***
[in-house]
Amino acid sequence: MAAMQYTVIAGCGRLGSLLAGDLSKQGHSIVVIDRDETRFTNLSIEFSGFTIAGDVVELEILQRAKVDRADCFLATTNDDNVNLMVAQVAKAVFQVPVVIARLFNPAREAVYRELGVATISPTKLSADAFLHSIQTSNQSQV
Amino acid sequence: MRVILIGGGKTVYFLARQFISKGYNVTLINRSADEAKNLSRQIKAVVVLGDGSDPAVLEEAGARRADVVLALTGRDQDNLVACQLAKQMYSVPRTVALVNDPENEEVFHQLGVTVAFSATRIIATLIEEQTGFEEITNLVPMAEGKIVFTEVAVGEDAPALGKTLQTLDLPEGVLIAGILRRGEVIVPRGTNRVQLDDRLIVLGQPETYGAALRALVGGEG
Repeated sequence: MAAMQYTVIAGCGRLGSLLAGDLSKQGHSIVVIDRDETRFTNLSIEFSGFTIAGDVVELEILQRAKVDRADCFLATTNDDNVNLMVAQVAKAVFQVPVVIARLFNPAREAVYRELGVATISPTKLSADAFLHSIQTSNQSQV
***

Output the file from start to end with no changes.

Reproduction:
[in-house]
Amino acid sequence: MAAMQYTVIAGCGRLGSLLAGDLSKQGHSIVVIDRDETRFTNLSIEFSGFTIAGDVVELEILQRAKVDRADCFLATTNDDNVNLMVAQVAKAVFQVPVVIARLFNPAREAVYRELGVATISPTKLSADAFLHSIQTSNQSQV
Amino acid sequence: MRVILIGGGKTVYFLARQFISKGYNVTLINRSADEAKNLSRQIKAVVVLGDGSDPAVLEEAGARRADVVLALTGRDQDNLVACQLAKQMYSVPRTVALVNDPENEEVFHQLGVTVAFSATRIIATLIEEQTGFEEITNLVPMAEGKIVFTEVAVGEDAPALGKTLQTLDLPEGVLIAGILRRGEVIVPRGTNRVQLDDRLIVLGQPETYGAALRALVGGEG
Repeated sequence: MAAMQYTVIAGCGRLGSLLAGDLSKQGHSIVVIDRDETRFTNLSIEFSGFTIAGDVVELEILQRAKVDRADCFLATTNDDNVNLMVAQVAKAVFQVPVVIARLFNPAREAVYRELGVATISPTKLSADAFLHSIQTSNQSQV